Space race: Xi’s remarks come at a time when China’s relations with the US are at their frostiest. The US and Nato consider China a threat to the rules-based international order. When US President Biden was hobnobbing with his European allies, China was busy sending astronauts to its space station, the only one afloat now. Days later, its own rover sent selfies from Mars. The two nuclear powers are currently exploring the red planet separately.

Cold War: The space race harks back to the competition between the US and the erstwhile USSR in the second half of the last century. The US is already considering the lunar neighbourhood as a militarized front. Extraterrestrial rivalry comes with the Cold War, it seems.


Bharti Global Gives OneWeb A $500M Booster Shot 

India’s Bharti Global has injected $500 million in UK-based space start-up OneWeb and will now be the biggest shareholder in the satellite provider with a 39% stake. Last year, Bharti and the UK government had put $1 billion in OneWeb to pull it out of bankruptcy. OneWeb currently has 218 satellites and launched 36 new low earth orbit (LEO) satellites yesterday.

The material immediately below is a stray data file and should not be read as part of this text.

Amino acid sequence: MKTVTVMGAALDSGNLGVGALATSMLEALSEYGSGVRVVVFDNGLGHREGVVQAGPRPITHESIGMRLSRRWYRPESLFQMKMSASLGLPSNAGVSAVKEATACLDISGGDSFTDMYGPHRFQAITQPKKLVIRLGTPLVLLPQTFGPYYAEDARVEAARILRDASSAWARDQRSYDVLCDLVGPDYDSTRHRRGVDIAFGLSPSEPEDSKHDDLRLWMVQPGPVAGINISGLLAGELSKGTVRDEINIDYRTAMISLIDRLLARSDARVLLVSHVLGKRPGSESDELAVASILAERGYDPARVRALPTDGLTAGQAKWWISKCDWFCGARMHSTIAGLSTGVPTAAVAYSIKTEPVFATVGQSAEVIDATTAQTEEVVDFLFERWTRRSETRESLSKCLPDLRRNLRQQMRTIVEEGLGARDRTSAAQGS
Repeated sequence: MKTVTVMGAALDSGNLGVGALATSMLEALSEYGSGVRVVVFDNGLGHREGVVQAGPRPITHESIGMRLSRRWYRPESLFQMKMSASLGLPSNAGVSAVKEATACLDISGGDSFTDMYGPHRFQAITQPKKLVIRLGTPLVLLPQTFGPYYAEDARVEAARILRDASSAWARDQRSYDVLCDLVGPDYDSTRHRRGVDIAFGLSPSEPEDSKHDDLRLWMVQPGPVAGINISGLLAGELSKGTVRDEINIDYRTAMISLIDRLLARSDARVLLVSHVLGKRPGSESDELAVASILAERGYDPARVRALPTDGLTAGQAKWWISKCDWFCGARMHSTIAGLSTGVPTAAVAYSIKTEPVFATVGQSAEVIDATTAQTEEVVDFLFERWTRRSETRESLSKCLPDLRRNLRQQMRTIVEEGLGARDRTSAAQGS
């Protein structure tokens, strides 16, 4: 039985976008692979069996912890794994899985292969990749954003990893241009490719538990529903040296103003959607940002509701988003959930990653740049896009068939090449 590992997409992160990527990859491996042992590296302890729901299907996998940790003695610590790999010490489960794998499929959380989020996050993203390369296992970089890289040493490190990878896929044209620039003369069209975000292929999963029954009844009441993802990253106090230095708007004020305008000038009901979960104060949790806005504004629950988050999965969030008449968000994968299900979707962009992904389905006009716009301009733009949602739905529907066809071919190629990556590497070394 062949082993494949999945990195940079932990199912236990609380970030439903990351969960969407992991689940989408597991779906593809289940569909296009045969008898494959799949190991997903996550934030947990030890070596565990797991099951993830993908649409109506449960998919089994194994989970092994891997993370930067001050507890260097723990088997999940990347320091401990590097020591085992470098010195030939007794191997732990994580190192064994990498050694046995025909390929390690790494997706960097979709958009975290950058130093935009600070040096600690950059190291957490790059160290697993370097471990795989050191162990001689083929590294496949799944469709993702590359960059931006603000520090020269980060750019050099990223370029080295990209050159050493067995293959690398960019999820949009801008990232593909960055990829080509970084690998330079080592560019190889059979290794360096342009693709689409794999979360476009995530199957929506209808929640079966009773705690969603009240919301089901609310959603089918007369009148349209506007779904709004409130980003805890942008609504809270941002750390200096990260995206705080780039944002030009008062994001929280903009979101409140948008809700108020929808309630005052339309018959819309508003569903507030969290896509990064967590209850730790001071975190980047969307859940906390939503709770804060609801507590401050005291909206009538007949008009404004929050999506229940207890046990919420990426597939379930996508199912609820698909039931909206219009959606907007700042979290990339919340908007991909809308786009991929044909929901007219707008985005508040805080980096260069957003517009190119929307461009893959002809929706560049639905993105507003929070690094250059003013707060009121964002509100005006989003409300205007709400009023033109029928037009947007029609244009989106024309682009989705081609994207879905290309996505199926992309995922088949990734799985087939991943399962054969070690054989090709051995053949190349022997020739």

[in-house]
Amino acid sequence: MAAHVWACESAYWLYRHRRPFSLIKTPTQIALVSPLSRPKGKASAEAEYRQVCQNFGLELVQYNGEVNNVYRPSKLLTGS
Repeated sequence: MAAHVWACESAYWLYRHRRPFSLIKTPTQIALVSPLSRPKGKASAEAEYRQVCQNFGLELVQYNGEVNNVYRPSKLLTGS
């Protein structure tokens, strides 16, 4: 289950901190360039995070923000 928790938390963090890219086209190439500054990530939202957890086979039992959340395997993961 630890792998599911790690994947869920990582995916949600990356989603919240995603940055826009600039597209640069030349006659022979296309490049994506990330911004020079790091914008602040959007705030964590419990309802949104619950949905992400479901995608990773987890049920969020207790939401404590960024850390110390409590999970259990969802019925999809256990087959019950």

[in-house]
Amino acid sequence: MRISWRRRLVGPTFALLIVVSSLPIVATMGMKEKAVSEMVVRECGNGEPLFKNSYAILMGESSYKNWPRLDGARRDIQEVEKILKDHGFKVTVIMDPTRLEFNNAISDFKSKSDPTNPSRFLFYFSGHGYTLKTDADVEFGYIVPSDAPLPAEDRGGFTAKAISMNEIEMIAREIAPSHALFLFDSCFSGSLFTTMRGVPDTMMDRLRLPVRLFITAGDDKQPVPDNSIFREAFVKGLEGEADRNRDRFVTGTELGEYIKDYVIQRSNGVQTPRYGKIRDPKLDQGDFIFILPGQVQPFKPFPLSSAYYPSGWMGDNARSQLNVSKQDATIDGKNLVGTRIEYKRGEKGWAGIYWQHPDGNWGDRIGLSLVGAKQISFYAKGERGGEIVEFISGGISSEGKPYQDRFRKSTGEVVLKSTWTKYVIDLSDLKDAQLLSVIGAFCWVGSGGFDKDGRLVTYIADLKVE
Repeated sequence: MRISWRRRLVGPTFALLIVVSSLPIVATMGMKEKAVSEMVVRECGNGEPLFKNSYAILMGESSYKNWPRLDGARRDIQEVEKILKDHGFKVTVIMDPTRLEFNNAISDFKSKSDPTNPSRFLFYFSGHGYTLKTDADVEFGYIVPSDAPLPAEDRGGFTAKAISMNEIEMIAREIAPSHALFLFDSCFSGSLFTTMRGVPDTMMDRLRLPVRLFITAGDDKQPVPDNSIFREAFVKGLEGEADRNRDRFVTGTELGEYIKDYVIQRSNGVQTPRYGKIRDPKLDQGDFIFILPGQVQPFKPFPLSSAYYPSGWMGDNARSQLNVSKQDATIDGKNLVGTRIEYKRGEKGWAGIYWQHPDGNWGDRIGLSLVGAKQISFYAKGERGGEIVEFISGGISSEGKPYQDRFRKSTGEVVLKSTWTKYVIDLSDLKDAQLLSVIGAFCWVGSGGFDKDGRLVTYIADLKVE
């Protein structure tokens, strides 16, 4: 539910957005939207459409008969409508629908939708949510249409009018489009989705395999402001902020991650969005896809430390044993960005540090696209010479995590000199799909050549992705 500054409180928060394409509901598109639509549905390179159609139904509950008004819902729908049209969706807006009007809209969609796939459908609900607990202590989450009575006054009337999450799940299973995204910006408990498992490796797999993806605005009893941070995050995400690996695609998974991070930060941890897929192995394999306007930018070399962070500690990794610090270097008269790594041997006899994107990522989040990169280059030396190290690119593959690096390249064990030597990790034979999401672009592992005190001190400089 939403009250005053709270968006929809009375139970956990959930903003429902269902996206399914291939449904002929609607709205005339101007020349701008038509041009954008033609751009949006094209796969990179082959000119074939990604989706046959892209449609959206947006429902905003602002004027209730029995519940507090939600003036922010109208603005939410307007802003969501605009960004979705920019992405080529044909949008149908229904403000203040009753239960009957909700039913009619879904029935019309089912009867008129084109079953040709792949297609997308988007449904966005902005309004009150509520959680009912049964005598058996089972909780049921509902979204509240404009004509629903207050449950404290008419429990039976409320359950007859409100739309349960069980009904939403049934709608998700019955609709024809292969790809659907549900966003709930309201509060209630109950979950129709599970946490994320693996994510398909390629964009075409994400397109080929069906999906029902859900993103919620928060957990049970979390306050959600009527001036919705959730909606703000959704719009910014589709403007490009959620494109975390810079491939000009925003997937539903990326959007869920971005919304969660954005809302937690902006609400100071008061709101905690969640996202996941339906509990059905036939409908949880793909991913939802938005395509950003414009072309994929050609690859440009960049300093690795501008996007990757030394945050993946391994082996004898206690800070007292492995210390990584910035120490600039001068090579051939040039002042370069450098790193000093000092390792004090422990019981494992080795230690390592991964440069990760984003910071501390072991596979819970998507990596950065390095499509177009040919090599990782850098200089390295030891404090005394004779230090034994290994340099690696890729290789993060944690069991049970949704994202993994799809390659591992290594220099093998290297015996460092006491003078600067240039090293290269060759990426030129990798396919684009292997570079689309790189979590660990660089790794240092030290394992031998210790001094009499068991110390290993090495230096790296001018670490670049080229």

Other Investors: Paris-based Eutelsat invested $550 million in it in April. Japanese tech giant SoftBank is also an investor. OneWeb has now secured $2.4 billion of funding to fulfill its ambitions of launching more commercial satellites into space.

Good news for India: OneWeb is slated to launch high-speed satellite internet services by mid-2022 in India. Bharti’s investment will ensure that it happens. Elon Musk’s SpaceX is already offering a beta version of Starlink. And Jeff Bezos’ Project Kuiper is en route to India. Hughes Communications, the India arm of US’ Hughes Network Systems, is also eager to launch a high throughput satellite, but its proposal has been stuck since 2016, in what else if not, bureaucratic apathy.

The Signal

The pandemic exposed the full extent of India’s internet reach problem. Ground networks have geographical limitations. Satellite services could not only provide high-speed internet but also have previously unimaginable reach, as Starlink has already proven by taking internet to the trans-Himalayan zones. Overcrowded space may become an issue, but that’s a problem for another day.


The Earth Is Burning Red Hot